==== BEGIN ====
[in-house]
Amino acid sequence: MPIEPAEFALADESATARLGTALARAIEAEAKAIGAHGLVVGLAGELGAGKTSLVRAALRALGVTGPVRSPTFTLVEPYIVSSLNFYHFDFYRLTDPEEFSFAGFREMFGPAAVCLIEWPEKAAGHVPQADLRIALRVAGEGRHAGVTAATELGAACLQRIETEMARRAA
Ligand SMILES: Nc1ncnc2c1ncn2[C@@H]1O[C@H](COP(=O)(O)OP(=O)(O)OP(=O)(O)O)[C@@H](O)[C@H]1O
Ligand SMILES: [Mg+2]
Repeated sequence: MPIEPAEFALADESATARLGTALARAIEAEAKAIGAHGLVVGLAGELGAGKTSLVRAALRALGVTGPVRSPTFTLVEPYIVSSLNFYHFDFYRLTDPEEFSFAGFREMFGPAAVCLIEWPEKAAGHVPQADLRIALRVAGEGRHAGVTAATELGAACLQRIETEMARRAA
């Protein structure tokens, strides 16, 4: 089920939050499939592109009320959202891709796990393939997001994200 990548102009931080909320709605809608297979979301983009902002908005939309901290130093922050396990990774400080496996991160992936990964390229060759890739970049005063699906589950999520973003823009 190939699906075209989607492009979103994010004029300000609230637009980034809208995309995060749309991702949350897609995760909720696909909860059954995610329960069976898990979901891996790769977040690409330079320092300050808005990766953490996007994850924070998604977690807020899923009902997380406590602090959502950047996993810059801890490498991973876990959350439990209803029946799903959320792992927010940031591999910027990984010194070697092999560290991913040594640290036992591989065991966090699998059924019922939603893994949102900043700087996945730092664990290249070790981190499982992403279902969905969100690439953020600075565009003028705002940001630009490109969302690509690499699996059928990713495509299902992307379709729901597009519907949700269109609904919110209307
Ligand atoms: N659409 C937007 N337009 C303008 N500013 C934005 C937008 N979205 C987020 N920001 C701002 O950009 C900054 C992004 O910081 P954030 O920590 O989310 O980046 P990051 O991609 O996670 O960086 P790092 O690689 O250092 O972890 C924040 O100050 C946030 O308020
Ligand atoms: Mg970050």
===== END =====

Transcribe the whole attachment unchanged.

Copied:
[in-house]
Amino acid sequence: MPIEPAEFALADESATARLGTALARAIEAEAKAIGAHGLVVGLAGELGAGKTSLVRAALRALGVTGPVRSPTFTLVEPYIVSSLNFYHFDFYRLTDPEEFSFAGFREMFGPAAVCLIEWPEKAAGHVPQADLRIALRVAGEGRHAGVTAATELGAACLQRIETEMARRAA
Ligand SMILES: Nc1ncnc2c1ncn2[C@@H]1O[C@H](COP(=O)(O)OP(=O)(O)OP(=O)(O)O)[C@@H](O)[C@H]1O
Ligand SMILES: [Mg+2]
Repeated sequence: MPIEPAEFALADESATARLGTALARAIEAEAKAIGAHGLVVGLAGELGAGKTSLVRAALRALGVTGPVRSPTFTLVEPYIVSSLNFYHFDFYRLTDPEEFSFAGFREMFGPAAVCLIEWPEKAAGHVPQADLRIALRVAGEGRHAGVTAATELGAACLQRIETEMARRAA
């Protein structure tokens, strides 16, 4: 089920939050499939592109009320959202891709796990393939997001994200 990548102009931080909320709605809608297979979301983009902002908005939309901290130093922050396990990774400080496996991160992936990964390229060759890739970049005063699906589950999520973003823009 190939699906075209989607492009979103994010004029300000609230637009980034809208995309995060749309991702949350897609995760909720696909909860059954995610329960069976898990979901891996790769977040690409330079320092300050808005990766953490996007994850924070998604977690807020899923009902997380406590602090959502950047996993810059801890490498991973876990959350439990209803029946799903959320792992927010940031591999910027990984010194070697092999560290991913040594640290036992591989065991966090699998059924019922939603893994949102900043700087996945730092664990290249070790981190499982992403279902969905969100690439953020600075565009003028705002940001630009490109969302690509690499699996059928990713495509299902992307379709729901597009519907949700269109609904919110209307
Ligand atoms: N659409 C937007 N337009 C303008 N500013 C934005 C937008 N979205 C987020 N920001 C701002 O950009 C900054 C992004 O910081 P954030 O920590 O989310 O980046 P990051 O991609 O996670 O960086 P790092 O690689 O250092 O972890 C924040 O100050 C946030 O308020
Ligand atoms: Mg970050």